Gun Background Checks Remain Wildly Popular Even As Talks In Senate Stall

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Gun Background Checks Remain Wildly Popular Even As Talks In Senate Stall
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Gun Background Checks Remain Wildly Popular Even As Talks In Senate Stall

More evidence emerged Thursday to show that expanded background checks on gun purchases remain enormously popular with the public, even as legislation on them appears to be losing traction in the Senate.

The latest poll from Quinnipiac University showed a staggering 88 percent of registered voters nationwide -- including 85 percent of voters with guns in their households -- support background checks for all gun buyers.

Those findings are hardly a new development. Polls conducted since the December massacre in Newtown, Conn., have shown background checks to be perhaps the most popular gun policy proposal under consideration.

A CBS News poll released last month showed 91 percent supporting universal background checks. Quinnipiac's previous national poll conducted in late January and early February found 92 percent of voters in favor a law requiring background checks for all firearms purchases. In January, Gallup showed support for universal background checks at 91 percent.

Support is similarly widespread for background checks on private gun sales -- the largest dispute between the two parties on the issue and the biggest obstacle to making the proposal a legislative reality. The inaugural Pew Research Center/USA Today poll last month showed 83 percent of respondents in favor of making private gun purchases and sales at gun shows subject to background checks. A Fox News poll in January found 91 percent of registered voters backing background checks for purchases at gun shows and private sales.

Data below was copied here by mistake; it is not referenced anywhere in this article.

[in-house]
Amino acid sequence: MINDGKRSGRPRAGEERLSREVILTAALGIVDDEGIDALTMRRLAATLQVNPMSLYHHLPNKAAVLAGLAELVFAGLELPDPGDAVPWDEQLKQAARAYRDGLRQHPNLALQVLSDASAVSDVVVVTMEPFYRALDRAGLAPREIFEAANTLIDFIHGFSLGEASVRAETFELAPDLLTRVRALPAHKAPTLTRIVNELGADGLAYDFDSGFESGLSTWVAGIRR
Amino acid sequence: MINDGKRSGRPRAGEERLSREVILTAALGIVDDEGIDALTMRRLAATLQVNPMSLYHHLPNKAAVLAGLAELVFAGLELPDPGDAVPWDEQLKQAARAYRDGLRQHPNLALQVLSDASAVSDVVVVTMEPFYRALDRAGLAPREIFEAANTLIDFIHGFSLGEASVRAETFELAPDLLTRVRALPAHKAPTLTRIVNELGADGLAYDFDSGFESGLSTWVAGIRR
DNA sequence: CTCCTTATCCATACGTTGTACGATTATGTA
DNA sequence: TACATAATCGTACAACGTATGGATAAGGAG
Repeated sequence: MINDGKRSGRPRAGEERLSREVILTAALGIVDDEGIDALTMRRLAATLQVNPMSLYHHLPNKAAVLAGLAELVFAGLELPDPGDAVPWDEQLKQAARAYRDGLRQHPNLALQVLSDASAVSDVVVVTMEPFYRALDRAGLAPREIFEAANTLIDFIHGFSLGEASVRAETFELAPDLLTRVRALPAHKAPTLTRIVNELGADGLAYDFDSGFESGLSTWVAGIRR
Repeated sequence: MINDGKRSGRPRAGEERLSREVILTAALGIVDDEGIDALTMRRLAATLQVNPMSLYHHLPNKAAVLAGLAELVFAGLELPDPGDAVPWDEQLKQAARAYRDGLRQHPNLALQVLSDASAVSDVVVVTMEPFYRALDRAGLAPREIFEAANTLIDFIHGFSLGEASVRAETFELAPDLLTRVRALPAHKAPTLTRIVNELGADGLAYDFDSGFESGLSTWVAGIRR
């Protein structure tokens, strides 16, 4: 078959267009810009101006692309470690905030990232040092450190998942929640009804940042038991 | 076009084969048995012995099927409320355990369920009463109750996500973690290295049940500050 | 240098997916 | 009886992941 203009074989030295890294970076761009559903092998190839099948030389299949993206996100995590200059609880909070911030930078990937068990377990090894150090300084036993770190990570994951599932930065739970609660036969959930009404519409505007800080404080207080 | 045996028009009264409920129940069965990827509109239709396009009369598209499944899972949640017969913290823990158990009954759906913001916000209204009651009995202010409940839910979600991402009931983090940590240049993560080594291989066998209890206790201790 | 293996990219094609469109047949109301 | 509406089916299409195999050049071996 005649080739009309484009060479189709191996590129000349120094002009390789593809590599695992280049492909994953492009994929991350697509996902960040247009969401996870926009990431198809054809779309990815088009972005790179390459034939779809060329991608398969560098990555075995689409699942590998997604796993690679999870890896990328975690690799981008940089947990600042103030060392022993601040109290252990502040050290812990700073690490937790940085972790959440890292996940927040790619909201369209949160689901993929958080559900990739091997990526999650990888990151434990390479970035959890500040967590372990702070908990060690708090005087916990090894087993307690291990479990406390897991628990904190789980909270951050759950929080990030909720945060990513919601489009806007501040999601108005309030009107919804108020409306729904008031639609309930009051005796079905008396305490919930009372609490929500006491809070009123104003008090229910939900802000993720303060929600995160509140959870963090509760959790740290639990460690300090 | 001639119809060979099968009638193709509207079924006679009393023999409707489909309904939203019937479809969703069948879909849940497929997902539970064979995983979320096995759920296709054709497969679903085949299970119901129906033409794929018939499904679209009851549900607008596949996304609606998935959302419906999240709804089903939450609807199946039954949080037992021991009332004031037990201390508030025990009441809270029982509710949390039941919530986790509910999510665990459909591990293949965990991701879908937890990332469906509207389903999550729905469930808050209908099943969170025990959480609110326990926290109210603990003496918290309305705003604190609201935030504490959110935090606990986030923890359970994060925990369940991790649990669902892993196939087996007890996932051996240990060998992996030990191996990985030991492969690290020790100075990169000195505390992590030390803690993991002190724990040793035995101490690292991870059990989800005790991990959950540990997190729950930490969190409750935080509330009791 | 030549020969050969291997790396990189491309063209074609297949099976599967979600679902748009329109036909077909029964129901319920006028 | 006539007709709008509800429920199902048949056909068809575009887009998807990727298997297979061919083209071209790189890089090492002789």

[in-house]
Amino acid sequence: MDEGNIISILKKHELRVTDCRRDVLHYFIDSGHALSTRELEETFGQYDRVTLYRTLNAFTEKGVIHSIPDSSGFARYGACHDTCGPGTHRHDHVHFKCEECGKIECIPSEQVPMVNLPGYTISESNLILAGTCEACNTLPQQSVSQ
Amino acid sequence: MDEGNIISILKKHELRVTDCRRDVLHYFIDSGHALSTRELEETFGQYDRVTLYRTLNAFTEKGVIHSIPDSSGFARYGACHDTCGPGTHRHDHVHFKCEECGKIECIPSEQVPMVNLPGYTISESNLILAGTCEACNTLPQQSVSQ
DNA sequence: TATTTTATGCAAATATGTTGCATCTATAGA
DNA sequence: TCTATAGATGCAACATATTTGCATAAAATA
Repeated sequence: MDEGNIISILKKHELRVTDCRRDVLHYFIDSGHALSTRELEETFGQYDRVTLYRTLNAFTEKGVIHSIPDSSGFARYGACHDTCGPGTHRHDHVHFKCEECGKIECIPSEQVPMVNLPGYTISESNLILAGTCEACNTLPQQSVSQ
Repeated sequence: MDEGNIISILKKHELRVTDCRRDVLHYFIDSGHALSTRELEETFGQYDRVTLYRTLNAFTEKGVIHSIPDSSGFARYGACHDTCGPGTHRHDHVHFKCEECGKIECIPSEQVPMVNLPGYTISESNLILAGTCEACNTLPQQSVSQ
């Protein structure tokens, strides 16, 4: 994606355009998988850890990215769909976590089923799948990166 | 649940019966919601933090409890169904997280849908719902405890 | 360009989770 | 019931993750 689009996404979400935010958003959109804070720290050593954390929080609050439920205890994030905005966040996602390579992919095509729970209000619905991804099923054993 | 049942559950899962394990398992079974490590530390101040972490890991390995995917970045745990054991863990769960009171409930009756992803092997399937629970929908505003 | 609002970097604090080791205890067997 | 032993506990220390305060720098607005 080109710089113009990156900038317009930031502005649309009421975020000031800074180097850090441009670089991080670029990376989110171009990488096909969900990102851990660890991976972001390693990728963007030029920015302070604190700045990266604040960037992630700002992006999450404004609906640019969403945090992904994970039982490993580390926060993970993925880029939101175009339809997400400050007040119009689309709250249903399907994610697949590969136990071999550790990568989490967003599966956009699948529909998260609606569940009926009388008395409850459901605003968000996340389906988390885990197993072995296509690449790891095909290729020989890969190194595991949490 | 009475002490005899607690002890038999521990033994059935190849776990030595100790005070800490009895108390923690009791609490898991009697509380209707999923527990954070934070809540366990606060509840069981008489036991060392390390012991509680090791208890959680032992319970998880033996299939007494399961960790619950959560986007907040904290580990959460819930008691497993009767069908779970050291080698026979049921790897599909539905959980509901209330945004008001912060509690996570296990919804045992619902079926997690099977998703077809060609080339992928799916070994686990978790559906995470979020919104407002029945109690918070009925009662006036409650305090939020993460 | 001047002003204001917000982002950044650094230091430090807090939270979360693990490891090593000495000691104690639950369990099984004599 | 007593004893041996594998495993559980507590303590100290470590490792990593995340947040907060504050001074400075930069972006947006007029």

The timing of Quinnipiac's latest poll is notable in that it came a day after a bipartisan Senate bill to expand background checks appeared to be crumbling, with talks between Sens. Chuck Schumer (D-NY) and Tom Coburn (R-OK) falling through on Wednesday. Sens. Joe Macnhin (D-WV) and Mark Kirk (R-IL) issued a joint statement saying they "cannot support" Schumer's bill, but insisted they will continue to seek "a commonsense compromise."

With those talks hitting a roadblock, Schumer diverged from the compromise, saying he would go it alone and reintroduce a bill requiring background checks on both private and commercial purchases in the Senate Judiciary Committee this week.

Gun control proponents, meanwhile, continued to apply pressure on lawmakers to pass the proposal that had been considered the best bet to earn congressional approval. The Michael Bloomberg-led group Mayors Against Illegal Guns on Thursday released comprehensive poll results detailing the overwhelming support for universal background checks in various states and congressional districts.

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